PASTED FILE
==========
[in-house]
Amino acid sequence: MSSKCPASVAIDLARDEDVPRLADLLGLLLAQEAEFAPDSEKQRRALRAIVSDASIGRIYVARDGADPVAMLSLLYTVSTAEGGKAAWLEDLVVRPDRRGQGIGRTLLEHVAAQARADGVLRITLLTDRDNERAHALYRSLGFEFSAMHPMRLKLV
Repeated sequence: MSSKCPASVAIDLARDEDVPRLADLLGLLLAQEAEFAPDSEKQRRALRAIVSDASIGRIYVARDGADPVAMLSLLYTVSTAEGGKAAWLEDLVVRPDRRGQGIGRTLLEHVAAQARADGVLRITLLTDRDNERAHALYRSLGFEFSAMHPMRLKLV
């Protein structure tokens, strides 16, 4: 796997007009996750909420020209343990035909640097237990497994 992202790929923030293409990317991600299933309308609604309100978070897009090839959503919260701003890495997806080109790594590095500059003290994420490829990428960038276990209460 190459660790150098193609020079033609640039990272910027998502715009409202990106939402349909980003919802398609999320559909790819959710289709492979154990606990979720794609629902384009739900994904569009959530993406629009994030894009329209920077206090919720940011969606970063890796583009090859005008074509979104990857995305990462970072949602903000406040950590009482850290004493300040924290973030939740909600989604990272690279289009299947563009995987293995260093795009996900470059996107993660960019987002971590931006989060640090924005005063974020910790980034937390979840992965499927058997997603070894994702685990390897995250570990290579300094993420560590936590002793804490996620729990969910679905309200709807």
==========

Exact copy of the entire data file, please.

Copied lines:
[in-house]
Amino acid sequence: MSSKCPASVAIDLARDEDVPRLADLLGLLLAQEAEFAPDSEKQRRALRAIVSDASIGRIYVARDGADPVAMLSLLYTVSTAEGGKAAWLEDLVVRPDRRGQGIGRTLLEHVAAQARADGVLRITLLTDRDNERAHALYRSLGFEFSAMHPMRLKLV
Repeated sequence: MSSKCPASVAIDLARDEDVPRLADLLGLLLAQEAEFAPDSEKQRRALRAIVSDASIGRIYVARDGADPVAMLSLLYTVSTAEGGKAAWLEDLVVRPDRRGQGIGRTLLEHVAAQARADGVLRITLLTDRDNERAHALYRSLGFEFSAMHPMRLKLV
């Protein structure tokens, strides 16, 4: 796997007009996750909420020209343990035909640097237990497994 992202790929923030293409990317991600299933309308609604309100978070897009090839959503919260701003890495997806080109790594590095500059003290994420490829990428960038276990209460 190459660790150098193609020079033609640039990272910027998502715009409202990106939402349909980003919802398609999320559909790819959710289709492979154990606990979720794609629902384009739900994904569009959530993406629009994030894009329209920077206090919720940011969606970063890796583009090859005008074509979104990857995305990462970072949602903000406040950590009482850290004493300040924290973030939740909600989604990272690279289009299947563009995987293995260093795009996900470059996107993660960019987002971590931006989060640090924005005063974020910790980034937390979840992965499927058997997603070894994702685990390897995250570990290579300094993420560590936590002793804490996620729990969910679905309200709807």